Annihilation is hard to pin down. There is a lot going on in the film – intellectually, spiritually, metaphysically, on a molecular level. It’s also pretty terrifying. Honestly, it’s one of those films you need to experience for yourself to find out which side you fall on. Does it resonate, completely confuse or just turn you off?
For me, it’s a combination. It’s both thought-provoking, visually alerting and a little too weird for weird sake. Based on the equally strange novel by Jeff Vandermeer, the film follows the events after some unknown energy source strikes a lighthouse in a swampland in the US. It creates a force field of sorts called The Shimmer, which looks like a giant bubble, and continues to expand covering more land mass daily. The government sets up shop just outside the perimeters of it, trying to ascertain what it is, and sending in military teams to investigate. These teams, however, never return.
Except for one member, Kane (Oscar Isaac), who shows up at the home he shares with his biologist wife, Lena (Natalie Portman), after being missing and presumed dead for 12 months. But Kane isn’t himself and soon falls into a coma, as his internal organs begin to fail. Desperate to know what happened to her husband, Lena is taken to the government installation and introduced to the Shimmer.
She eventually joins the next expedition team to go in, this time consisting of scientists. There’s Dr. Ventress (Jennifer Jason Leigh), a psychologist; Cass Sheppard (Tuva Novotny), who studies magnetic fields; Anya Thorensen (Gina Rodriguez), a paramedic; and physicist Josie Radek (Tessa Thompson). Their mission is to find the source, analyze and bring back data. All Lena wants to do, however, is find a way to save her husband, which she keeps secret from the others.
Almost immediately upon entering, they lose time and begin to see all the strange, beautiful – and ultimately quite deadly – consequences the Shimmer has had on the local flora and fauna. It also starts to infect the women in ways that are unique to each of them. We find out they’ve all been damaged in some way, and their perspectives, paranoia, and self-destructive tendencies are only heightened in this strange place.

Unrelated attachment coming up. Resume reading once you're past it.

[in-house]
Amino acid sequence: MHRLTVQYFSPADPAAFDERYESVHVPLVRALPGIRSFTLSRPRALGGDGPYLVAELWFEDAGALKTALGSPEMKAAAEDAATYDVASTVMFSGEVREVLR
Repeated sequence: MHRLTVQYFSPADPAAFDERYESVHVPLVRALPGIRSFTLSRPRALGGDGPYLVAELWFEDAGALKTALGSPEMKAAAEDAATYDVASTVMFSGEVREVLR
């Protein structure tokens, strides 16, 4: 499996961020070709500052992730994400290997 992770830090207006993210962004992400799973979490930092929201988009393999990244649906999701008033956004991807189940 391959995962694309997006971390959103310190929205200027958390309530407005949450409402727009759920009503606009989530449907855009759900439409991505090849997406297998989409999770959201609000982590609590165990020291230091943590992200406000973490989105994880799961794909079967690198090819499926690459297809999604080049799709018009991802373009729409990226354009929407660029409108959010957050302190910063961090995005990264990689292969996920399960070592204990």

The strong female cast is all terrific. Portman plays tortured better than most, but she’s also the reactionary character. We see all through her lens for the most part, which allows some of the other actresses to shine in their roles. Leigh is particularly compelling as the subdued Ventress, who also has other ulterior motives for the mission. Also good is Rodriguez, who’ll make you completely forgot she plays Jane the Virgin. And while Thompson isn’t quite as fierce as she was in Thor: Ragnarok, her character Josie has one of the more profound reactions to how the Shimmer has affected her.
Annihilation is actually refreshing in that it doesn’t follow any one kind of formula. At times, it’s a tense thriller with terrible dangers lurking around every bend, and then it seems to be a study on human behavior, on how different people react to different obstacles. It’s also pure science fiction, as the unknown source becomes more apparent. Writer/director Alex Garland, who gave us another superb psychological thriller Ex Machina, truly stimulates the brain by keeping us off guard and wowing us with some stunning visuals. The Shimmer is indeed a weird, gorgeous, whacked version of Alice’s Wonderland.
However, Garland doesn’t seem to care much about a cohesive narrative. There are a clear beginning and end, but the stuff in the middle meanders at times. The film is never boring or non-sequitur. You are thoroughly engaged but there are moments that simply confound you. At one point, I was sitting there thinking that the movie suddenly became a weird cross between 2001: A Space Odyssey and Invasion of the Body Snatchers, and at any time, Portman would utter, “It’s full of stars!” Unfortunately, watching this bizarre sequence took me out of the mind-bending vibe I was in, and it was hard to get it back – but it did.
The ending is fascinating, and upon further reflection, I feel like it emphasizes the whole general idea of the film, which is if something alien invades our world, morphing and changing it at its base functions to maybe something more enlightened, is that a bad thing? Or do we fight to preserve our Earth and humanity as it is? Hmmm. Annihilation will be an acquired taste, and it should start some conversations.